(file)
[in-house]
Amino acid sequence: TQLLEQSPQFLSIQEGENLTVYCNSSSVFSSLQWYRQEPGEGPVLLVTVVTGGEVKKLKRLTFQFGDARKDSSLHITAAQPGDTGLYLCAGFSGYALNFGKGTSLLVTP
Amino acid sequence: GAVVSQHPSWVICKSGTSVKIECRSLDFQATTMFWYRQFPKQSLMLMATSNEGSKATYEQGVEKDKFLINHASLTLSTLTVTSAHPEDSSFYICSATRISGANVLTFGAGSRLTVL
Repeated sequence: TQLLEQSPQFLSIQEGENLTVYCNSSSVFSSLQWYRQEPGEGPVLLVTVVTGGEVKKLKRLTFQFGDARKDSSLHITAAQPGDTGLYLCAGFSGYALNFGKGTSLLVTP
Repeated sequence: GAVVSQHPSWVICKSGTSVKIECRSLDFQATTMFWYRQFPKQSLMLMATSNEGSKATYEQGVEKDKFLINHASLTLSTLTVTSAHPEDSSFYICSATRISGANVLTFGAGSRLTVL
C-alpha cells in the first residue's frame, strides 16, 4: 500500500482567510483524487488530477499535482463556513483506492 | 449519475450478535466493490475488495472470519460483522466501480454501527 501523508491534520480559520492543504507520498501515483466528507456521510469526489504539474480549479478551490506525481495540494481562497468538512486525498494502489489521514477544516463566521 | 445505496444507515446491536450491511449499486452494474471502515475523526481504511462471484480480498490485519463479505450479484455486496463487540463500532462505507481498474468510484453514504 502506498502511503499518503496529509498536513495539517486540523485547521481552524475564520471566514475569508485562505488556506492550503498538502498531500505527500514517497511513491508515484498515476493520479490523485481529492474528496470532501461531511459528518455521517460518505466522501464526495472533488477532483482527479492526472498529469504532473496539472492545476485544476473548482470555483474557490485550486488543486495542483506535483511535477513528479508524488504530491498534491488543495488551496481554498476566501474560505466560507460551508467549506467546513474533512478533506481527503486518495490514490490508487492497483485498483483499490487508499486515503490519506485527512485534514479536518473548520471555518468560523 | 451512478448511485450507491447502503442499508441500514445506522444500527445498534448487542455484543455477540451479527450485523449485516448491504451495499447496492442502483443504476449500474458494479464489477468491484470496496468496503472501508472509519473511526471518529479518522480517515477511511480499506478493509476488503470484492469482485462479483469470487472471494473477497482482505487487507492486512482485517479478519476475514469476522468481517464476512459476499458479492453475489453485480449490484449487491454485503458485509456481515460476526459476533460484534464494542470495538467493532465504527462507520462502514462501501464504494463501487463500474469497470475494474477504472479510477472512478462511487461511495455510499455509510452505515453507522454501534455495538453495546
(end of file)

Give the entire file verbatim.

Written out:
[in-house]
Amino acid sequence: TQLLEQSPQFLSIQEGENLTVYCNSSSVFSSLQWYRQEPGEGPVLLVTVVTGGEVKKLKRLTFQFGDARKDSSLHITAAQPGDTGLYLCAGFSGYALNFGKGTSLLVTP
Amino acid sequence: GAVVSQHPSWVICKSGTSVKIECRSLDFQATTMFWYRQFPKQSLMLMATSNEGSKATYEQGVEKDKFLINHASLTLSTLTVTSAHPEDSSFYICSATRISGANVLTFGAGSRLTVL
Repeated sequence: TQLLEQSPQFLSIQEGENLTVYCNSSSVFSSLQWYRQEPGEGPVLLVTVVTGGEVKKLKRLTFQFGDARKDSSLHITAAQPGDTGLYLCAGFSGYALNFGKGTSLLVTP
Repeated sequence: GAVVSQHPSWVICKSGTSVKIECRSLDFQATTMFWYRQFPKQSLMLMATSNEGSKATYEQGVEKDKFLINHASLTLSTLTVTSAHPEDSSFYICSATRISGANVLTFGAGSRLTVL
C-alpha cells in the first residue's frame, strides 16, 4: 500500500482567510483524487488530477499535482463556513483506492 | 449519475450478535466493490475488495472470519460483522466501480454501527 501523508491534520480559520492543504507520498501515483466528507456521510469526489504539474480549479478551490506525481495540494481562497468538512486525498494502489489521514477544516463566521 | 445505496444507515446491536450491511449499486452494474471502515475523526481504511462471484480480498490485519463479505450479484455486496463487540463500532462505507481498474468510484453514504 502506498502511503499518503496529509498536513495539517486540523485547521481552524475564520471566514475569508485562505488556506492550503498538502498531500505527500514517497511513491508515484498515476493520479490523485481529492474528496470532501461531511459528518455521517460518505466522501464526495472533488477532483482527479492526472498529469504532473496539472492545476485544476473548482470555483474557490485550486488543486495542483506535483511535477513528479508524488504530491498534491488543495488551496481554498476566501474560505466560507460551508467549506467546513474533512478533506481527503486518495490514490490508487492497483485498483483499490487508499486515503490519506485527512485534514479536518473548520471555518468560523 | 451512478448511485450507491447502503442499508441500514445506522444500527445498534448487542455484543455477540451479527450485523449485516448491504451495499447496492442502483443504476449500474458494479464489477468491484470496496468496503472501508472509519473511526471518529479518522480517515477511511480499506478493509476488503470484492469482485462479483469470487472471494473477497482482505487487507492486512482485517479478519476475514469476522468481517464476512459476499458479492453475489453485480449490484449487491454485503458485509456481515460476526459476533460484534464494542470495538467493532465504527462507520462502514462501501464504494463501487463500474469497470475494474477504472479510477472512478462511487461511495455510499455509510452505515453507522454501534455495538453495546